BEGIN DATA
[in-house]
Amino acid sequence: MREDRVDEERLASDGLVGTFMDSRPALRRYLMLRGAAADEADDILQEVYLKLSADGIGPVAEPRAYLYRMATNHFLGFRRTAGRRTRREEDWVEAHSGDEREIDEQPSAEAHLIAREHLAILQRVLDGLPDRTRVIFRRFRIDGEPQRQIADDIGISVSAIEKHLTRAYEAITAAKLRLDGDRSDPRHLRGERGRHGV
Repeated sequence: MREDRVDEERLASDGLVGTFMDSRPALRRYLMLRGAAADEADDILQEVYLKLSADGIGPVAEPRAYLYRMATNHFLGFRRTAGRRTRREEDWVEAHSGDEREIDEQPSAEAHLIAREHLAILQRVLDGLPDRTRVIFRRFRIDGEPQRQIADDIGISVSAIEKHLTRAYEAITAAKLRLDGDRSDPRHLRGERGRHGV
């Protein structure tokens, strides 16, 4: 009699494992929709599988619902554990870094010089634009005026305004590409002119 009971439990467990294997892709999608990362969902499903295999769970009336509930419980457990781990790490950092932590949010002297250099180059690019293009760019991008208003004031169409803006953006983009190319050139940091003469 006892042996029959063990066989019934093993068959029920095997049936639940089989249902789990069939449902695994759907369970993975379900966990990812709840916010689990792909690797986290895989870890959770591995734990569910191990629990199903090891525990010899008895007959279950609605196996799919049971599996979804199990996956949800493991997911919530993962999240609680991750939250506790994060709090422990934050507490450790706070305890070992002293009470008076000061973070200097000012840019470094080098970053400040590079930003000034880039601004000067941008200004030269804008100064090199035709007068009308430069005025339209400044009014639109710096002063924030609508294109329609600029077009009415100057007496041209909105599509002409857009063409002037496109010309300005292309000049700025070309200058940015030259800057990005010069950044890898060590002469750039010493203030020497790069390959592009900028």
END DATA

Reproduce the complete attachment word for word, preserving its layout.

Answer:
[in-house]
Amino acid sequence: MREDRVDEERLASDGLVGTFMDSRPALRRYLMLRGAAADEADDILQEVYLKLSADGIGPVAEPRAYLYRMATNHFLGFRRTAGRRTRREEDWVEAHSGDEREIDEQPSAEAHLIAREHLAILQRVLDGLPDRTRVIFRRFRIDGEPQRQIADDIGISVSAIEKHLTRAYEAITAAKLRLDGDRSDPRHLRGERGRHGV
Repeated sequence: MREDRVDEERLASDGLVGTFMDSRPALRRYLMLRGAAADEADDILQEVYLKLSADGIGPVAEPRAYLYRMATNHFLGFRRTAGRRTRREEDWVEAHSGDEREIDEQPSAEAHLIAREHLAILQRVLDGLPDRTRVIFRRFRIDGEPQRQIADDIGISVSAIEKHLTRAYEAITAAKLRLDGDRSDPRHLRGERGRHGV
């Protein structure tokens, strides 16, 4: 009699494992929709599988619902554990870094010089634009005026305004590409002119 009971439990467990294997892709999608990362969902499903295999769970009336509930419980457990781990790490950092932590949010002297250099180059690019293009760019991008208003004031169409803006953006983009190319050139940091003469 006892042996029959063990066989019934093993068959029920095997049936639940089989249902789990069939449902695994759907369970993975379900966990990812709840916010689990792909690797986290895989870890959770591995734990569910191990629990199903090891525990010899008895007959279950609605196996799919049971599996979804199990996956949800493991997911919530993962999240609680991750939250506790994060709090422990934050507490450790706070305890070992002293009470008076000061973070200097000012840019470094080098970053400040590079930003000034880039601004000067941008200004030269804008100064090199035709007068009308430069005025339209400044009014639109710096002063924030609508294109329609600029077009009415100057007496041209909105599509002409857009063409002037496109010309300005292309000049700025070309200058940015030259800057990005010069950044890898060590002469750039010493203030020497790069390959592009900028």